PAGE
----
Isaiah 53:3 He was despised and rejected by mankind, a man of suffering, and familiar with pain. Like one from whom people hide their faces he was despised.
Some people stare at those who are suffering to satisfy their curiosity; others turn away to avoid the misery. As Jesus hung on the cross some people stared, while others turned away. But since he was a man of suffering, Jesus can relate to us whenever we suffer. He does not turn away from us, or stare out of curiosity. He looks on us with compassion, and enters into our pain. The reason he can do this is because he knows what it is to suffer.
Isaiah 53:4 Surely he took up our pain and bore our suffering, yet we considered him punished by God, stricken by him, and afflicted.
The fact that Jesus died on a cross proved to some that he could not be the Messiah. [A]nyone who is hung on a pole is under God’s curse (Deuteronomy 21:23), wrote Moses. Since Jesus was hung on a pole, he could not have been blessed by God, but was cursed by God. Could the Messiah ever be cursed by God?
This theological problem was solved by the Apostle Paul: Jesus became a curse for us (Galatians 3:13), he wrote. The pain and suffering Jesus endured was not for sins that he committed, but for sins that we committed. When Jesus hung on the cross he became the worst murderer, adulterer, blasphemer, liar and thief the world has ever known. The only one who should have been blessed, became a curse for us.
Isaiah 53:5 [H]e was pierced for our transgressions, he was crushed for our iniquities.
The piercing of his hands and feet was visible to all, but the crushing he received was only seen by God. Our offenses and sins weigh us down (Ezekiel 33:10), wrote Ezekiel. If you have ever felt the weight of your own sins, you can begin to imagine the weight of the sins of the world that were laid on Christ.
An earthquake caused a home to collapse, and a baby’s cry was heard beneath the rubble. The child was found beneath her mom, cradled in her arms. The mom allowed herself to be crushed, to save her baby’s life. And Jesus was crushed for our iniquities, that we might live forever with him.
Isaiah 53:6 We all, like sheep, have gone astray, each of us has turned to our own way.
There is a part of us that wants to wander, even after we have come to Jesus Christ. Prone to wander, Lord I feel it, prone to leave the God I love (Robert Robinson), wrote the poet. That is why we need others to look after us.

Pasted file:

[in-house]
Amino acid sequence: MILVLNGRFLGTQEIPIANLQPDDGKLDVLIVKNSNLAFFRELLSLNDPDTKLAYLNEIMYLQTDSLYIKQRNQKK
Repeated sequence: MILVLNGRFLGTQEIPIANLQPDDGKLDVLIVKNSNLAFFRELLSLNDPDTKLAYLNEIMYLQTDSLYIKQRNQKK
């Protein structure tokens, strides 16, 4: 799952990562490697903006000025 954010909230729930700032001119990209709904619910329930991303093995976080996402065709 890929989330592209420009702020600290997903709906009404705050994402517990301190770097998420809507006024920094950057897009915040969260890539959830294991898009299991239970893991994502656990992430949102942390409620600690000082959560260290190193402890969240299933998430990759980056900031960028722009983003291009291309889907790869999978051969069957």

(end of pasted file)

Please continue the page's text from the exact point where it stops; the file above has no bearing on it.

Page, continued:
A little girl wandered from her parents, and found herself deep in a swamp, surrounded by snakes and alligators. She survived a horrible night, and against all odds, was rescued the following day.
Likewise, if one of you should wander from the truth and someone should bring that person back, remember this: Whoever turns a sinner from the error of their way will save them from death (James 5:19-20), wrote James.
Isaiah 53:7 [H]e was led like a lamb to the slaughter [and] did not open his mouth.
This describes Jesus Christ when he was on trial. As he stood before the high priest he remained silent (Matthew 26:63). And when he was examined by Pilate, he gave him no answer (John 19:9). Pilate knew that Jesus was innocent (John 19:4), and thought he would fight for his life. But Jesus came to die for our sins, so he had no need to fight for his life. He was the Lamb of God, who takes away the sin of the world (John 1:29).
Isaiah 53:9 He was assigned a grave with the wicked, and with the rich in his death.
The wicked and the rich were often linked in people’s thinking, since some of the rich got their money by oppressing the poor. Not all the rich were wicked, of course, but a burial site for the wealthy would likely include the graves of some who were wicked.
Joseph of Arimathea was not wicked, but he was rich. He was a member of the Jewish high court who did not consent to the crucifixion of Jesus (Luke 23:50-51). In fact, he was a disciple of Jesus, but secretly because he feared the Jewish leaders (John 19:38), wrote John. But after Jesus died, Joseph went to Pilate and requested Jesus’ body.
Joseph took the body, wrapped it in a clean linen cloth, and placed it in his own new tomb that he had cut out of the rock (Matthew 27:59-60). So Jesus was assigned a grave with the wicked, and with the rich in his death. Since Jesus was poor (Matthew 8:20), the odds of this prophecy being fulfilled are extremely remote. Again we see that God governs future events (Isaiah 46:10), to see that his word is fulfilled.
Isaiah 53:10 Yet it was the Lord’s will to crush him and cause him to suffer.
Ever since our first parents were banished from the Garden of Eden (Genesis 3:23), it has been God’s purpose to bring us back to him (Genesis 3:15). Because he is a God of justice (Psalm 50:6), sin had to be punished. And because he is a God of mercy (Deuteronomy 4:31), he was willing to bear it himself.
The heavenly Father also knew that, through his death, Jesus would gain a people for himself. Come, you who are blessed by my Father; take your inheritance, the kingdom prepared for you since the creation of the world (Matthew 25:34). The reason God created the world was to prepare a kingdom for his Son. The cross of Christ was the way to his throne.
Reflection and Review
How was Jesus crushed on the cross?
Why do people wander from God?
What did Jesus gain by dying for our sins?